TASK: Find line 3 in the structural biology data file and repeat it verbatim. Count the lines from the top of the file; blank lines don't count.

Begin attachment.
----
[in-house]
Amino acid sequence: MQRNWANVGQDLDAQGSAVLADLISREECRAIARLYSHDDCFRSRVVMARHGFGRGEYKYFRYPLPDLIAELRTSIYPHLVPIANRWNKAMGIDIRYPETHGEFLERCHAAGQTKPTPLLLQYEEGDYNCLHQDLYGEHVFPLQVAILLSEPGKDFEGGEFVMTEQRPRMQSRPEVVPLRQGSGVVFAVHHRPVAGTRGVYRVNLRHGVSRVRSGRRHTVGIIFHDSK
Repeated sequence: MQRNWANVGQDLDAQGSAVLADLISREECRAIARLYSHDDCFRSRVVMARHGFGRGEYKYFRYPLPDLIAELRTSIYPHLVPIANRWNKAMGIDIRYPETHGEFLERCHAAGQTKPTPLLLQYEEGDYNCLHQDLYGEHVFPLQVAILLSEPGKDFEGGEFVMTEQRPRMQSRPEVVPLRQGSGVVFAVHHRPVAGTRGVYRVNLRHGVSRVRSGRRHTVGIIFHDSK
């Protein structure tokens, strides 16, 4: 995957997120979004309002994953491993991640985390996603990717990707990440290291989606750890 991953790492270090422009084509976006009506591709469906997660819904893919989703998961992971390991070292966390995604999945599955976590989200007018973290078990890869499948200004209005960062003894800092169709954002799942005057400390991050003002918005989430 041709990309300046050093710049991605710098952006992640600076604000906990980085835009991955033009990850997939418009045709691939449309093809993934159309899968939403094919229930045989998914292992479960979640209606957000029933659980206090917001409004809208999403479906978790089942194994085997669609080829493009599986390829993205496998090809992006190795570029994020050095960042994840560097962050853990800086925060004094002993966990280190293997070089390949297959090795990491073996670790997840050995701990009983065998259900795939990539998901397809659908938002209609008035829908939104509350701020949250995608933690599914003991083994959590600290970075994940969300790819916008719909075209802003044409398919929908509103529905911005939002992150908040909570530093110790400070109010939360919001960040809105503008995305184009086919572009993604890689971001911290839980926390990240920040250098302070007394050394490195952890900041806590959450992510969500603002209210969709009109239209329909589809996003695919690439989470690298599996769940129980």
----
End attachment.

Repeated sequence: MQRNWANVGQDLDAQGSAVLADLISREECRAIARLYSHDDCFRSRVVMARHGFGRGEYKYFRYPLPDLIAELRTSIYPHLVPIANRWNKAMGIDIRYPETHGEFLERCHAAGQTKPTPLLLQYEEGDYNCLHQDLYGEHVFPLQVAILLSEPGKDFEGGEFVMTEQRPRMQSRPEVVPLRQGSGVVFAVHHRPVAGTRGVYRVNLRHGVSRVRSGRRHTVGIIFHDSK